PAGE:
In 1900 few Americans finished high school. Those who did had a huge advantage over everyone else. By 1950 high school graduates were common, and gaining a career advantage from education required a college degree. By 1970 people with bachelor’s degrees often began adding master’s degrees to stand out from the crowd.

When the global financial crisis began in 2008, many young people with bachelor’s and master’s degrees could not find attractive work of the kind they were prepared to do. In this environment, a Ph.D. degree became the latest source of career advantage. New Ph.D.s who turned their dissertations into nonfiction books that established substantial professional credibility had the upper hand.

While high school, bachelor’s, and master’s diplomas had each in their day provided valuable credentials simply for anyone who learned a body of knowledge, a Ph.D. provides a great deal more: the opportunity to substantially add to the storehouse of what is known. As a result, earning a Ph.D. can provide an opportunity to develop such useful knowledge that the newly minted expert’s help is sought all around the world. Isn’t that wonderful?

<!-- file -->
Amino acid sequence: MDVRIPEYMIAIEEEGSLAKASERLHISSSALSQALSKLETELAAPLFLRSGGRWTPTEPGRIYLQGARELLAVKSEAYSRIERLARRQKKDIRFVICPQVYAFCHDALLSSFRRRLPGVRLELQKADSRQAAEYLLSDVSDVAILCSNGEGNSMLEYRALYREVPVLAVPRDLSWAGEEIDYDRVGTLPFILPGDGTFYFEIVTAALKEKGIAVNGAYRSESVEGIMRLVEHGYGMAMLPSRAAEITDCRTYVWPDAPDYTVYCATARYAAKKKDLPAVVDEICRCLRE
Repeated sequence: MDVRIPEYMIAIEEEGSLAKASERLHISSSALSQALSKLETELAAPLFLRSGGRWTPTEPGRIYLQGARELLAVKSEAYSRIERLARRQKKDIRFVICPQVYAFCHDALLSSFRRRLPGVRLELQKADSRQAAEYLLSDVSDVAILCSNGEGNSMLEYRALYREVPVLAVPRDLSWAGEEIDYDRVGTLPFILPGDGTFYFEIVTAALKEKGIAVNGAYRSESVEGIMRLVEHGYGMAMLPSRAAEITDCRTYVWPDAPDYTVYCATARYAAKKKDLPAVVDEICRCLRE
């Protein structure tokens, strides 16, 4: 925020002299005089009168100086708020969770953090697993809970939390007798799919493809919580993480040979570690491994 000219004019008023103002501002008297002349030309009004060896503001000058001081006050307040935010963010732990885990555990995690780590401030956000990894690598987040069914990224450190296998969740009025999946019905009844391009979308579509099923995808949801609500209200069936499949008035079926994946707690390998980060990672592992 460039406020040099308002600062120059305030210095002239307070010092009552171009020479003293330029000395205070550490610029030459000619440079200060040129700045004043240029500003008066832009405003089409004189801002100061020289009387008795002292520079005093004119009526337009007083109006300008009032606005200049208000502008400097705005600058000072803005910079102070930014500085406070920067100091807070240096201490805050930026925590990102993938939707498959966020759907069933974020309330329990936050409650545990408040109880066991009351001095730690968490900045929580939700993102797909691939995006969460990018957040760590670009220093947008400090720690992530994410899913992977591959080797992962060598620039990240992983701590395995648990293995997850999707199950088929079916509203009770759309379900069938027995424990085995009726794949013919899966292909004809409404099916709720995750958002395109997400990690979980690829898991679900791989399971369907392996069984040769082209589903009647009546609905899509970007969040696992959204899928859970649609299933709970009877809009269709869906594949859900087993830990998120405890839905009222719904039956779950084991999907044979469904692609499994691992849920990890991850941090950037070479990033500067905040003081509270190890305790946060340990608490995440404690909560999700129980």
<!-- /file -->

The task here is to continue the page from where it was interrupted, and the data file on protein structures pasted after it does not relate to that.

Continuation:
However, gaining such esteem doesn’t happen automatically. You must conduct original research, find or develop valuable knowledge, gain your advisors’ acceptance, and attract interest with your writing. It’s not a small challenge. Large numbers of talented people start to earn a Ph.D., but never do. Not all those who earn the coveted degree emerge as sought-after experts.

Corresponding with a faculty colleague at Rushmore University about his first Ph.D. reminded me how poorly most Ph.D. candidates initially understand many important aspects of producing a dissertation. Let me help you correct any mistaken beliefs you have by drawing on Professor Morten Middelfart’s many excellent observations.

Morten has an uncanny ability to get through difficulties. Perhaps his heritage plays a role: Born and raised in Denmark, his last name in Danish can be translated into English as “middle passage.” I think of such a route as one that doesn’t include extremes, avoids detours, but nevertheless avoids any obstacles.

Here’s the first of five problems that many Ph.D. candidates don’t expect: